But, he says, everything stems back to gross domestic product growth.
"Over the next five years there is no real GDP growth expected and real estate performance does follow this so that does not imply a dramatic turnaround because we have not gone down hard. As my colleague James Gulliford says, 'too many investors have relied on the yield-hardening fairy'. It will be about income returns going forward."
Savills' Residential Top Picks
For residential property, Savills says 2022 marked a clear turning point. For private mortgage-backed purchasers, much higher costs of debt are expected to suppress transaction levels and put downwards pressure on prices in 2023 and, to a lesser degree, the first half of 2024, it predicts.
It forecasts mainstream house prices to fall by 10% at a national level in 2023, but these losses are likely to be made up by 2026, with a limited number of repossessions or forced sales.
The less mortgage-dependent prime end of the market will see smaller price falls, with central London in particular offering a "currency play for equity-rich overseas buyers", Savills says.
While housing development activity will be squeezed by the prospect of a downturn in the market and an increasingly uncertain planning environment, Savills says the simple fundamentals of supply and demand mean there will remain plenty of space for investment and innovation across the housing sector over the next five years.
Savills thinks price falls and repossessions will be well below the levels in the early 1990s and post-2008.
Top Residential Investment Picks for 2023
For investors, purpose built student accommodation
For owner-occupiers, towns at the edge of the commute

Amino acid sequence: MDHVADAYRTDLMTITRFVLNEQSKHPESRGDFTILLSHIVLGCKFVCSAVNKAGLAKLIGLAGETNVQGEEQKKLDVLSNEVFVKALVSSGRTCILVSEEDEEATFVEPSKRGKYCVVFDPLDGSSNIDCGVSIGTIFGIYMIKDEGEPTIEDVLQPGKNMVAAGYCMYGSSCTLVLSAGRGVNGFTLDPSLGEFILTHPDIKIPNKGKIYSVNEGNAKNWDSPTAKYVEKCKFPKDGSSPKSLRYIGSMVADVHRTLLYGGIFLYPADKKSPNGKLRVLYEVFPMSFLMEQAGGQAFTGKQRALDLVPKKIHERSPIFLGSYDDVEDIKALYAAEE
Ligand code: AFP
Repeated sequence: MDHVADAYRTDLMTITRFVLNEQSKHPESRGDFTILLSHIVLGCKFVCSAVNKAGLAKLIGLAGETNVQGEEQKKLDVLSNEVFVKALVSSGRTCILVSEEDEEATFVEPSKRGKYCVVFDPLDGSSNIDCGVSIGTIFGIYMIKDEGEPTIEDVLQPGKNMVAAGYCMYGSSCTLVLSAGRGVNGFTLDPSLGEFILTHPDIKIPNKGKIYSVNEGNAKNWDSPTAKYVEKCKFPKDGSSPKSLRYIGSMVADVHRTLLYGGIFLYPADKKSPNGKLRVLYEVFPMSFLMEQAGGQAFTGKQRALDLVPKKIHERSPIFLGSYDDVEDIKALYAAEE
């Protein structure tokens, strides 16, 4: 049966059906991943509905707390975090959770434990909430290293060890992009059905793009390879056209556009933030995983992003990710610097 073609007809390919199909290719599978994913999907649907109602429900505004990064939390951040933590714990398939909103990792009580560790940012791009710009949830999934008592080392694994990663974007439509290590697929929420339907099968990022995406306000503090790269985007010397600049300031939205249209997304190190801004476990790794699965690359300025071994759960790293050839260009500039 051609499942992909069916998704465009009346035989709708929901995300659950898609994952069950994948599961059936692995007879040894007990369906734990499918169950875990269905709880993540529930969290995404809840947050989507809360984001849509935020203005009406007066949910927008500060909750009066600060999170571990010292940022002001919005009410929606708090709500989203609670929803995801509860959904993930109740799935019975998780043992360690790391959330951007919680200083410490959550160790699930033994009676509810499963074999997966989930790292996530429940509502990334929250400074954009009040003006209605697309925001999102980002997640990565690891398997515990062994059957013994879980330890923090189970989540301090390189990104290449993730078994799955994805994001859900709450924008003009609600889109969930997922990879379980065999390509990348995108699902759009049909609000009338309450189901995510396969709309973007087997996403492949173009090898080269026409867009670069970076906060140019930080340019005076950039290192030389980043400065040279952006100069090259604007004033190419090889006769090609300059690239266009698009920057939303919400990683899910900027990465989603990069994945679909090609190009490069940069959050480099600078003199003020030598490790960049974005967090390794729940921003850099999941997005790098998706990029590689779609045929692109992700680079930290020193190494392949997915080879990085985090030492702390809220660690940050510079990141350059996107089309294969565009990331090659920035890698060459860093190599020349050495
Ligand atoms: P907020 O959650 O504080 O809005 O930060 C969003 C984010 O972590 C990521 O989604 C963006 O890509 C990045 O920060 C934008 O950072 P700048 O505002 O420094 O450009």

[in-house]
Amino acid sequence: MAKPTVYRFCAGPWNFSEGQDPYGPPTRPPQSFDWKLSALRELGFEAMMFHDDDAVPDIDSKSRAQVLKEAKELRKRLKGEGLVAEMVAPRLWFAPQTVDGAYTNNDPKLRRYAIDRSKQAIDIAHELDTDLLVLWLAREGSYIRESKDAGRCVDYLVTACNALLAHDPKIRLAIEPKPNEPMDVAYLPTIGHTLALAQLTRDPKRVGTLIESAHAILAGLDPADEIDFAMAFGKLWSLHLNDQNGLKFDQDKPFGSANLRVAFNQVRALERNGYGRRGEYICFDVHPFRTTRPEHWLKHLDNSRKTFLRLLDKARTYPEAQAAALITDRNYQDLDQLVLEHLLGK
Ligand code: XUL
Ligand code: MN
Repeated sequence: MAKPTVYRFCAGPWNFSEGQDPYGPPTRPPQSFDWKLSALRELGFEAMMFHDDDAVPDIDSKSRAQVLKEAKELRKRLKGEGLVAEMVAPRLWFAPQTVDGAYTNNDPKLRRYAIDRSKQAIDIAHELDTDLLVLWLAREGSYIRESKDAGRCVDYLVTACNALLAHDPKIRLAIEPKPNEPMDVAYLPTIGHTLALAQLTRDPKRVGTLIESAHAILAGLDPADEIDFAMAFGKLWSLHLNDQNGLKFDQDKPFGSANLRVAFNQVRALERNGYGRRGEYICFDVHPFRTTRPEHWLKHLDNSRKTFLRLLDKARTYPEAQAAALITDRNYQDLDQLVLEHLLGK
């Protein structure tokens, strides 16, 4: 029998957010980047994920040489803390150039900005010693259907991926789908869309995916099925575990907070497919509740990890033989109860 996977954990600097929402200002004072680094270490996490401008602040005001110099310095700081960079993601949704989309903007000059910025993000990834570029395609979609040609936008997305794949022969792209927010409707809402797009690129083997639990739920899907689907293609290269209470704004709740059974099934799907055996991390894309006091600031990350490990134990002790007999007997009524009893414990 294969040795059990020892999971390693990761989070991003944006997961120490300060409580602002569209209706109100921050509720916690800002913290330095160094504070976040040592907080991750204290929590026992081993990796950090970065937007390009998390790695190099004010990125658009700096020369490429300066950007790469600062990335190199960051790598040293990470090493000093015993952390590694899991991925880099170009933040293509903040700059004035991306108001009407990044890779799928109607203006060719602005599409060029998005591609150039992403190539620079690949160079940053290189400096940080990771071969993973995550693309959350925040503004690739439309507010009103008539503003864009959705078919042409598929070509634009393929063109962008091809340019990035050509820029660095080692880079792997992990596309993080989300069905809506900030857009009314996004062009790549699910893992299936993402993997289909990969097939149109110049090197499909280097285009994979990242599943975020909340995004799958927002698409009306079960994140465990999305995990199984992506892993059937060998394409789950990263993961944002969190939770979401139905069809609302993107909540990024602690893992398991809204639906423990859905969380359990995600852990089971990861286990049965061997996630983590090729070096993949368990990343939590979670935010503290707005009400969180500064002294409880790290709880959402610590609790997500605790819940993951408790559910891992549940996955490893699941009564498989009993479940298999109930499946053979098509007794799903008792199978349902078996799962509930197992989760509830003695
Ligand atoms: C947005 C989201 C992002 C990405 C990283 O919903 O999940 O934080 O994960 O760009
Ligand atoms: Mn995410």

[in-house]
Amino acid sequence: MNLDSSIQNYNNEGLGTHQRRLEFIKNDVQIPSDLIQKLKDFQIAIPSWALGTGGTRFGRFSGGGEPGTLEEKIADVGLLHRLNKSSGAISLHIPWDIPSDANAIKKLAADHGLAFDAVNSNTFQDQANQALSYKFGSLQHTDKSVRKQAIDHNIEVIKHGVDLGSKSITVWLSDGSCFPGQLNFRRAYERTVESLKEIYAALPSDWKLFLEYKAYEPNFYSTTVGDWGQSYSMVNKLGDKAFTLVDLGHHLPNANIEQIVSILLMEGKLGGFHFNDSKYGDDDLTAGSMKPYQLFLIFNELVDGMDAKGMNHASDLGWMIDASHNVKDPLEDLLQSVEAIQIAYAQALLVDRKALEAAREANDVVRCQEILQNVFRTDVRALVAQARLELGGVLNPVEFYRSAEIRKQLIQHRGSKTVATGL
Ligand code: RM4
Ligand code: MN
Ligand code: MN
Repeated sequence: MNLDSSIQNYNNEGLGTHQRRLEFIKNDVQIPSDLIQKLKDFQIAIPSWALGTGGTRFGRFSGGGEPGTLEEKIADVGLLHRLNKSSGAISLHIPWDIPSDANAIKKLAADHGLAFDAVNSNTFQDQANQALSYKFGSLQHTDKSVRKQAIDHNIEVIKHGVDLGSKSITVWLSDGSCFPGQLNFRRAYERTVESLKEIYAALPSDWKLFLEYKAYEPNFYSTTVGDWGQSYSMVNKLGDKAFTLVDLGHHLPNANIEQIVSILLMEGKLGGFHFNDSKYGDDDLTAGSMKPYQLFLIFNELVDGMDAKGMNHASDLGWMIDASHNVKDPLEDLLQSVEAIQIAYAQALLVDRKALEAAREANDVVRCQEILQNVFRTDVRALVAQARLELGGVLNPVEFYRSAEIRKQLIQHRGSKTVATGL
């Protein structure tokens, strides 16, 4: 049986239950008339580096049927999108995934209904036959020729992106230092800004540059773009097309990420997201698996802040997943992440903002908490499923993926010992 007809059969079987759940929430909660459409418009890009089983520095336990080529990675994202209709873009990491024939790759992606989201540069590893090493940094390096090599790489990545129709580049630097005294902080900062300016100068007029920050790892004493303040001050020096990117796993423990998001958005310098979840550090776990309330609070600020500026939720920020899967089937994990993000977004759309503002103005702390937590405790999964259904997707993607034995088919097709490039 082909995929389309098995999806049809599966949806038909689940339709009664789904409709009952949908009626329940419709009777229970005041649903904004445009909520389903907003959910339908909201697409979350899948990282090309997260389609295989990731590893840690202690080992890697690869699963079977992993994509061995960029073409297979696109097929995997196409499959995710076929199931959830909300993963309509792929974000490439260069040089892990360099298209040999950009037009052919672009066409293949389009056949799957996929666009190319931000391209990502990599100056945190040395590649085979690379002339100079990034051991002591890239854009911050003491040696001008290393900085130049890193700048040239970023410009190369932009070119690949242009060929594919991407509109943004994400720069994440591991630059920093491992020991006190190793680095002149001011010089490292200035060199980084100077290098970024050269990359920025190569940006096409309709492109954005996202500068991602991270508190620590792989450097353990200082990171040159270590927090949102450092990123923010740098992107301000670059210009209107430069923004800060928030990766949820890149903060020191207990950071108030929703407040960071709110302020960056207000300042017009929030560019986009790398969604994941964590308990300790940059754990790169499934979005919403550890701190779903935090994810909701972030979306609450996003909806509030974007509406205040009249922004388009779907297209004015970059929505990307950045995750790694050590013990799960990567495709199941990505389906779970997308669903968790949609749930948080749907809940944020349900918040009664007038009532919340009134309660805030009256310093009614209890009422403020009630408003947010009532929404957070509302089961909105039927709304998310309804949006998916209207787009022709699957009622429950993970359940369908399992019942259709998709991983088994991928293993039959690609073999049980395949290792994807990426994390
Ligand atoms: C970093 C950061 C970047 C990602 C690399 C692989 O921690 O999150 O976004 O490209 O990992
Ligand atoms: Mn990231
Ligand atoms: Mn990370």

For developers, risk-off opportunities: In an uncertain planning environment, developers and housebuilders are likely to be more selective, focusing on the lower risk opportunities which, for example, comply with a recently adopted Local Plan or where there is an existing presumption in favour of development.
In the rural markets, Savills predicts that farmland will continue to be a counter-cyclical play. It says macropolitical events have highlighted the regenerative power of food, fibre and fuel from land. And it points out that it has weak negative correlation with interest rates, and has consistently outperformed inflation across the last 30 years.
Emily Norton, head of rural research, says Savills predicts prime arable land values will increase in real terms by 2.5% per year and poor livestock land will increase by 6% per year over the next five years, reflecting increased emphasis on both food security and climate targets. Meanwhile, commercial forestry land, having seen record capital value growth in the last 20 years, will now see slower growth, having matured, but will still be supported by the demand for timber and lack of supply. Across the sector high energy prices mean that returns on investment in rural renewable energy projects could be greater and the payback period shorter for landholders.
High energy prices could mean that the returns on investment in rural renewable energy projects could be greater and the payback period shorter for landholders.